Alito, Roberts secretly recorded at historical society dinner

Secret recordings published Monday showed Supreme Court Chief Justice John Roberts’s and Justice Samuel Alito’s thoughts on the politics of the court, with Alito predicting no easy solution to the country’s political polarization.

“One side or the other is going to win,” he said in a private conversation at the Supreme Court Historical Society’s annual dinner June 3.

The remarks were recorded by progressive filmmaker Lauren Windsor, who attended the event as a member of the society under her real name, though she posed as a conservative to elicit answers from the justices. The recordings were published by Rolling Stone and Windsor’s activist site The Undercurrent.

Alito appeared to embrace his role as a partisan, which liberals have long accused him of being despite the nominally nonpartisan nature of the court.

Again posing as a conservative, Windsor told Alito that she couldn’t see herself getting along with liberals “in the way that needs to happen for the polarization to end,” adding that the court should be about “winning.”

“I think you’re probably right,” he said. “On one side or the other — one side or the other is going to win. I don’t know. I mean, there can be a way of working — a way of living together peacefully, but it’s difficult, you know, because there are differences on fundamental things that really can’t be compromised. They really can’t be compromised. So it’s not like you are going to split the difference.”

He later agreed with her sentiment that people must fight to “return our country to a place of godliness.”

Roberts, however, pushed back on the same sentiment when Windsor asked him. The chief justice denied that the current court is especially politically polarized, and he brushed off her idea that the U.S. is inherently Christian.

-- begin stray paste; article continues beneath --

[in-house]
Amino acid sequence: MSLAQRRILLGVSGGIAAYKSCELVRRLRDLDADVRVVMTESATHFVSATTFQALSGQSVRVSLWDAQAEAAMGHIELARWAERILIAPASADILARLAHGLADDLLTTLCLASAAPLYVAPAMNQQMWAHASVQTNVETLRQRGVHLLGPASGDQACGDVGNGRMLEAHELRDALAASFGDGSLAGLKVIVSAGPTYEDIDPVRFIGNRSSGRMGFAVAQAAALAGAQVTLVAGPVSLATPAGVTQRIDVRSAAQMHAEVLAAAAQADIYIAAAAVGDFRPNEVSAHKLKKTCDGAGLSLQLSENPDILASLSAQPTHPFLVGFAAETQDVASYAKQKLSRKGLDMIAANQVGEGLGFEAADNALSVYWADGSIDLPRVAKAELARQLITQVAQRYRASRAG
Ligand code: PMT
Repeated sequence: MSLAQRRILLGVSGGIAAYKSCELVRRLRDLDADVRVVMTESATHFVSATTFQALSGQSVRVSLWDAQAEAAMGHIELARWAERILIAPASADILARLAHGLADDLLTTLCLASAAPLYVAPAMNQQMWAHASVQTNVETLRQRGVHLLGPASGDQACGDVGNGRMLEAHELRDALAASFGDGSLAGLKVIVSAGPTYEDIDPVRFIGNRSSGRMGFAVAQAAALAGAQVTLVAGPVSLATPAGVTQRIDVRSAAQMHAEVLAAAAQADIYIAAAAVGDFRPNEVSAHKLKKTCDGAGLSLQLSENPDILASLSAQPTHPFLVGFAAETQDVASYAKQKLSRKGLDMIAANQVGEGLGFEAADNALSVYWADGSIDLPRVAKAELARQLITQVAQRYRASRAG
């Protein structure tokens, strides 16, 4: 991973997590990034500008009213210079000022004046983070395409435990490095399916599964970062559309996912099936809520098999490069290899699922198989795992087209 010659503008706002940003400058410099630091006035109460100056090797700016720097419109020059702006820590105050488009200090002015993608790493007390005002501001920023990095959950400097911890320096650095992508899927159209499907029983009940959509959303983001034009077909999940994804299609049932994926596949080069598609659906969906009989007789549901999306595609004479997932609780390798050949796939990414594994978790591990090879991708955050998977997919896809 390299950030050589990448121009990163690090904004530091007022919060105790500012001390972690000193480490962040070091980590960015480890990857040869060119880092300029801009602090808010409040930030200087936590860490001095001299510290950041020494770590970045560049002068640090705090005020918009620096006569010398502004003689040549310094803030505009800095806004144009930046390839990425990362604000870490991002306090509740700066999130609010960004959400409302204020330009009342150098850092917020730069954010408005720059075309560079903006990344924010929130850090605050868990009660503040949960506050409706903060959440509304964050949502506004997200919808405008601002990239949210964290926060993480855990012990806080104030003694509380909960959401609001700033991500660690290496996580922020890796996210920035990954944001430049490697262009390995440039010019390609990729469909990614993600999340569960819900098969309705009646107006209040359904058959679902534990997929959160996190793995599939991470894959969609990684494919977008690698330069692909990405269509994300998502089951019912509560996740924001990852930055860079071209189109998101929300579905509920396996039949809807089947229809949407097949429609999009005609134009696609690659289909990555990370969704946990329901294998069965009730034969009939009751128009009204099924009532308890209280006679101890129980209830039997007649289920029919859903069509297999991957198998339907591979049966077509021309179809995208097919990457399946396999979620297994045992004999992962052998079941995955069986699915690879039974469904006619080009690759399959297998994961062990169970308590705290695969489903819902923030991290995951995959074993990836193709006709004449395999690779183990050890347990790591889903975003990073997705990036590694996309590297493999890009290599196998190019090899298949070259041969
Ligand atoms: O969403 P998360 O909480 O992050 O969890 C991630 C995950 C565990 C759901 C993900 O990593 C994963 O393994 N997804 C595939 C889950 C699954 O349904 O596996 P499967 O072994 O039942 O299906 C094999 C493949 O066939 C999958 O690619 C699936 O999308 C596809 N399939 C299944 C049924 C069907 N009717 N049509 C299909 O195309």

“Would you want me to be in charge of putting the nation on a more moral path?” Roberts asked Windsor after being pressed for his thoughts. “That’s for people we elect. That’s not for lawyers.”

He added that it’s “not our job” to consider faith in the court’s decisions, or any guiding framing for the country’s ideology, pointing to the perspective of his “Jewish and Muslim friends.”

“It’s our job to decide the cases the best we can,” he said.

The chief justice is considered the court’s most moderate of its five right-wing justices, while Alito is one of its more outspoken conservatives. Both were nominees of then-President George W. Bush.

Windsor said she felt “justified” to record the justices surreptitiously because the court is “shrouded in secrecy, and they’re refusing to submit to any accountability in the face of overwhelming evidence of serious ethics breaches.”

Justices Clarence Thomas and Alito have faced accusations of impropriety related to accepting lavish gifts from a conservative donor who had business in front of the court. Data released last week found that Thomas has accepted more than $4 million in gifts since 2004 and Alito received more than $140,000, the third most of all current and former justices.

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Alito also found himself in controversy when it was discovered that an “Appeal to Heaven” flag and an upside-down American flag were flown at his homes. The symbols have been associated with far-right politics, Christian nationalism, and those who participated in the Jan. 6 Capitol riots.

Alito said the flags were not political statements, but merely responses to personal attacks from his wife against neighbors, though the neighbor has publicly doubted the justice’s story. The controversy has sparked widespread criticism from Democrats in Congress, including multiple high-profile members demanding he recuse himself from Jan. 6-related cases.

The Hill has reached out to Windsor for comment.

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